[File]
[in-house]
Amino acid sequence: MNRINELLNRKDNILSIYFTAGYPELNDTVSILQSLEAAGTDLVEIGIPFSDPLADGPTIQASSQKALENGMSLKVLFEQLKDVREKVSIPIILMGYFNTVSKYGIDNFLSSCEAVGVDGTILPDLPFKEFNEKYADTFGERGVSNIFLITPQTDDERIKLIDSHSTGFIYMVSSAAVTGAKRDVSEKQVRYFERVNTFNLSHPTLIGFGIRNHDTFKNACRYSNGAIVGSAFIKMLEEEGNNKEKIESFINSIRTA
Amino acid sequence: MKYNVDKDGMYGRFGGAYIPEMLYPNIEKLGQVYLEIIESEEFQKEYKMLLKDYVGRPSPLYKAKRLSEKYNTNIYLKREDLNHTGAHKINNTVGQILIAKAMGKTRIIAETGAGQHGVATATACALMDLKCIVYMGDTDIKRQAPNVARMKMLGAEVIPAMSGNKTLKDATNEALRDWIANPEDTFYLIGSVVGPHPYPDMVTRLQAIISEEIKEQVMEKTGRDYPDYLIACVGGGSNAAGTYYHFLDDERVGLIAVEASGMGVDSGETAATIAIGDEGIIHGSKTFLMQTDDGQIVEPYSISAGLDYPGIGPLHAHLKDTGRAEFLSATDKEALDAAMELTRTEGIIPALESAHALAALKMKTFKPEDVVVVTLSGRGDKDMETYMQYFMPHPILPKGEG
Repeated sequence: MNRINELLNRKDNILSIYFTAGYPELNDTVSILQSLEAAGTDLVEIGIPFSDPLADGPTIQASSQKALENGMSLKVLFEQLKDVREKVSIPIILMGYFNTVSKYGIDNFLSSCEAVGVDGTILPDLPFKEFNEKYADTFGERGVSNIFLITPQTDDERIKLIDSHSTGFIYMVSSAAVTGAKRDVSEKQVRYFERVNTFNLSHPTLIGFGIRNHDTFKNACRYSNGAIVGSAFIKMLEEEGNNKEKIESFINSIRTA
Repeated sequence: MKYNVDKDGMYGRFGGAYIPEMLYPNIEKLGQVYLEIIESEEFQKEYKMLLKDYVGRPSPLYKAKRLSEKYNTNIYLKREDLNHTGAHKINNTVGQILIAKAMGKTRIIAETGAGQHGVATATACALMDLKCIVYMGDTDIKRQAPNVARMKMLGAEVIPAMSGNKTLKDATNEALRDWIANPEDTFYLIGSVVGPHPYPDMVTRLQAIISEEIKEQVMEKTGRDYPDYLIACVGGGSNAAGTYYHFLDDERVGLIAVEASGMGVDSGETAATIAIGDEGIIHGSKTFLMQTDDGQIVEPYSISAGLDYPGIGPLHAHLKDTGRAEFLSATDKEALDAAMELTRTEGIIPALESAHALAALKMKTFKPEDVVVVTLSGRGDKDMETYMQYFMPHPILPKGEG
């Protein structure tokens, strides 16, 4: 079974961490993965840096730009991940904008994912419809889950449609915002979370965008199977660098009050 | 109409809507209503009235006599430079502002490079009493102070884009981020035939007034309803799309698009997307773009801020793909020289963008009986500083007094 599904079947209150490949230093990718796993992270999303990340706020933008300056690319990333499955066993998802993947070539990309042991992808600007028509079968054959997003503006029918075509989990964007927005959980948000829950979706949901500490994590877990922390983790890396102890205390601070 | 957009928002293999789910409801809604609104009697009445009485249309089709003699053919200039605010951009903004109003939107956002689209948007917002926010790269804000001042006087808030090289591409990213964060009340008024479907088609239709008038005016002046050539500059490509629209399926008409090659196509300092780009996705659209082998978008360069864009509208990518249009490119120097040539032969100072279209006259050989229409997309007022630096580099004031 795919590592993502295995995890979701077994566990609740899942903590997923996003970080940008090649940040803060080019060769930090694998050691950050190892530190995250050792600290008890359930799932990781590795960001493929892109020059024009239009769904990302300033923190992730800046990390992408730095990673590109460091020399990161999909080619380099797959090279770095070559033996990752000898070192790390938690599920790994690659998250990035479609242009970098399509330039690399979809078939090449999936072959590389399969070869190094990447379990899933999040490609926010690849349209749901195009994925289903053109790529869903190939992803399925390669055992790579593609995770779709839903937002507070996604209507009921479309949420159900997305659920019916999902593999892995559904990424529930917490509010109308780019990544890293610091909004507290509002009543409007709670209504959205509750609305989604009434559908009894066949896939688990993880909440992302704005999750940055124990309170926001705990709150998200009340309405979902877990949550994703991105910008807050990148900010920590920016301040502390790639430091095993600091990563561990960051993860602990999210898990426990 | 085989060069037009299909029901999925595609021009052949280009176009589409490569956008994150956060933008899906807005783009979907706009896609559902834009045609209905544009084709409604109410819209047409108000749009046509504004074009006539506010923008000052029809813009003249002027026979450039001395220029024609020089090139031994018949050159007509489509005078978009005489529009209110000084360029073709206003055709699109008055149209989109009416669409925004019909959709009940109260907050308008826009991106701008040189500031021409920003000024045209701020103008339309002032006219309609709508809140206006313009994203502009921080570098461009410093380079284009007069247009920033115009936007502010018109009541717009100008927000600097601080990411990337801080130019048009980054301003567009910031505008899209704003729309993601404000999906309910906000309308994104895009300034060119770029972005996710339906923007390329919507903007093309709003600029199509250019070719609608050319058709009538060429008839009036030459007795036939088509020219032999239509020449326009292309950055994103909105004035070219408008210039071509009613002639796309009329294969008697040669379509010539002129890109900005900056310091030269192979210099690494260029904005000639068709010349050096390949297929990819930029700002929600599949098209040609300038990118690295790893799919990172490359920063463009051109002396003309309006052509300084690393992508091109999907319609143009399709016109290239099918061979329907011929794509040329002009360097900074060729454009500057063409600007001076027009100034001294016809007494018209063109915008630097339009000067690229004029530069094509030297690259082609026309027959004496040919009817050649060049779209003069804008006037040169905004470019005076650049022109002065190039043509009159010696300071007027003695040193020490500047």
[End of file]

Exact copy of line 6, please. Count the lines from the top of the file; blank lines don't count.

């Protein structure tokens, strides 16, 4: 079974961490993965840096730009991940904008994912419809889950449609915002979370965008199977660098009050 | 109409809507209503009235006599430079502002490079009493102070884009981020035939007034309803799309698009997307773009801020793909020289963008009986500083007094 599904079947209150490949230093990718796993992270999303990340706020933008300056690319990333499955066993998802993947070539990309042991992808600007028509079968054959997003503006029918075509989990964007927005959980948000829950979706949901500490994590877990922390983790890396102890205390601070 | 957009928002293999789910409801809604609104009697009445009485249309089709003699053919200039605010951009903004109003939107956002689209948007917002926010790269804000001042006087808030090289591409990213964060009340008024479907088609239709008038005016002046050539500059490509629209399926008409090659196509300092780009996705659209082998978008360069864009509208990518249009490119120097040539032969100072279209006259050989229409997309007022630096580099004031 795919590592993502295995995890979701077994566990609740899942903590997923996003970080940008090649940040803060080019060769930090694998050691950050190892530190995250050792600290008890359930799932990781590795960001493929892109020059024009239009769904990302300033923190992730800046990390992408730095990673590109460091020399990161999909080619380099797959090279770095070559033996990752000898070192790390938690599920790994690659998250990035479609242009970098399509330039690399979809078939090449999936072959590389399969070869190094990447379990899933999040490609926010690849349209749901195009994925289903053109790529869903190939992803399925390669055992790579593609995770779709839903937002507070996604209507009921479309949420159900997305659920019916999902593999892995559904990424529930917490509010109308780019990544890293610091909004507290509002009543409007709670209504959205509750609305989604009434559908009894066949896939688990993880909440992302704005999750940055124990309170926001705990709150998200009340309405979902877990949550994703991105910008807050990148900010920590920016301040502390790639430091095993600091990563561990960051993860602990999210898990426990 | 085989060069037009299909029901999925595609021009052949280009176009589409490569956008994150956060933008899906807005783009979907706009896609559902834009045609209905544009084709409604109410819209047409108000749009046509504004074009006539506010923008000052029809813009003249002027026979450039001395220029024609020089090139031994018949050159007509489509005078978009005489529009209110000084360029073709206003055709699109008055149209989109009416669409925004019909959709009940109260907050308008826009991106701008040189500031021409920003000024045209701020103008339309002032006219309609709508809140206006313009994203502009921080570098461009410093380079284009007069247009920033115009936007502010018109009541717009100008927000600097601080990411990337801080130019048009980054301003567009910031505008899209704003729309993601404000999906309910906000309308994104895009300034060119770029972005996710339906923007390329919507903007093309709003600029199509250019070719609608050319058709009538060429008839009036030459007795036939088509020219032999239509020449326009292309950055994103909105004035070219408008210039071509009613002639796309009329294969008697040669379509010539002129890109900005900056310091030269192979210099690494260029904005000639068709010349050096390949297929990819930029700002929600599949098209040609300038990118690295790893799919990172490359920063463009051109002396003309309006052509300084690393992508091109999907319609143009399709016109290239099918061979329907011929794509040329002009360097900074060729454009500057063409600007001076027009100034001294016809007494018209063109915008630097339009000067690229004029530069094509030297690259082609026309027959004496040919009817050649060049779209003069804008006037040169905004470019005076650049022109002065190039043509009159010696300071007027003695040193020490500047």